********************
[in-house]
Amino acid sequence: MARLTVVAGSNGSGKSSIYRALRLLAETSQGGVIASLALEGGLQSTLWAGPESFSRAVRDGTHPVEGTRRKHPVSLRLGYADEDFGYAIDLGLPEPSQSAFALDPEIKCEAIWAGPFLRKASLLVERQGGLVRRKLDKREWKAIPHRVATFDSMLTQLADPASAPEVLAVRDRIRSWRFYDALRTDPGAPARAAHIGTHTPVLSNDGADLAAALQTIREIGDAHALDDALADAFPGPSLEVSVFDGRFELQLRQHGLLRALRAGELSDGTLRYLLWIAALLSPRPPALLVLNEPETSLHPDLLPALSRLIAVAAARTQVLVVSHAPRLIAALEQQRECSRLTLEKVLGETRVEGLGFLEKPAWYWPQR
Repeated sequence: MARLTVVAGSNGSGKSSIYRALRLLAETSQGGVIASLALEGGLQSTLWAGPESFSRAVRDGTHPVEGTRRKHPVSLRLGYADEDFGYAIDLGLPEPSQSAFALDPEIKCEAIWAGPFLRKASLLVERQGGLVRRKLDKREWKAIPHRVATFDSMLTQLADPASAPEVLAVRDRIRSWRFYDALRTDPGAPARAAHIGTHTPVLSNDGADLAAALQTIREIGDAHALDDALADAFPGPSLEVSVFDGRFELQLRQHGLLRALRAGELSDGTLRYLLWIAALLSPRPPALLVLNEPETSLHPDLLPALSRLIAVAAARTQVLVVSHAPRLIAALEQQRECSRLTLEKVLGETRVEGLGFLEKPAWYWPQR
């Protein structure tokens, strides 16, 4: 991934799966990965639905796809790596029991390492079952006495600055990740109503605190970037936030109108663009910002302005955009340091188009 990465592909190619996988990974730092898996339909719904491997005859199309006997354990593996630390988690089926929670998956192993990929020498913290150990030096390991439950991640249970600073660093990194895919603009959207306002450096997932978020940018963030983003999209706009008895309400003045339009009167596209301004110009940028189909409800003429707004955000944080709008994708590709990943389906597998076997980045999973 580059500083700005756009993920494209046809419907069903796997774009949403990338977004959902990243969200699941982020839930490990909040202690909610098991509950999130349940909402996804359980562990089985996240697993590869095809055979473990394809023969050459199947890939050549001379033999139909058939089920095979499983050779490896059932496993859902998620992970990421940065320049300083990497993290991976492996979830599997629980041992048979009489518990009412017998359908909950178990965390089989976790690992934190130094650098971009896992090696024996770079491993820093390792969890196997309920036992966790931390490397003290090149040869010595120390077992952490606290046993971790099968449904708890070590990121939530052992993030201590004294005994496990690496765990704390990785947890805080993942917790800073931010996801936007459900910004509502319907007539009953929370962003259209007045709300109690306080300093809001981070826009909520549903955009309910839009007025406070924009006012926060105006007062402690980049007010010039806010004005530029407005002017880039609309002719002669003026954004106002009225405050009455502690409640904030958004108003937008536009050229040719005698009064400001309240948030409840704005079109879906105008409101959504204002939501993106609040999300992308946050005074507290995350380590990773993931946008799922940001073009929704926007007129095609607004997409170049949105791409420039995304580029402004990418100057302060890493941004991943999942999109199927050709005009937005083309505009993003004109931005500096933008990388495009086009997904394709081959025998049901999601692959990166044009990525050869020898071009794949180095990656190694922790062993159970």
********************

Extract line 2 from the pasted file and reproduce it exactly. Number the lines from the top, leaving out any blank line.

Amino acid sequence: MARLTVVAGSNGSGKSSIYRALRLLAETSQGGVIASLALEGGLQSTLWAGPESFSRAVRDGTHPVEGTRRKHPVSLRLGYADEDFGYAIDLGLPEPSQSAFALDPEIKCEAIWAGPFLRKASLLVERQGGLVRRKLDKREWKAIPHRVATFDSMLTQLADPASAPEVLAVRDRIRSWRFYDALRTDPGAPARAAHIGTHTPVLSNDGADLAAALQTIREIGDAHALDDALADAFPGPSLEVSVFDGRFELQLRQHGLLRALRAGELSDGTLRYLLWIAALLSPRPPALLVLNEPETSLHPDLLPALSRLIAVAAARTQVLVVSHAPRLIAALEQQRECSRLTLEKVLGETRVEGLGFLEKPAWYWPQR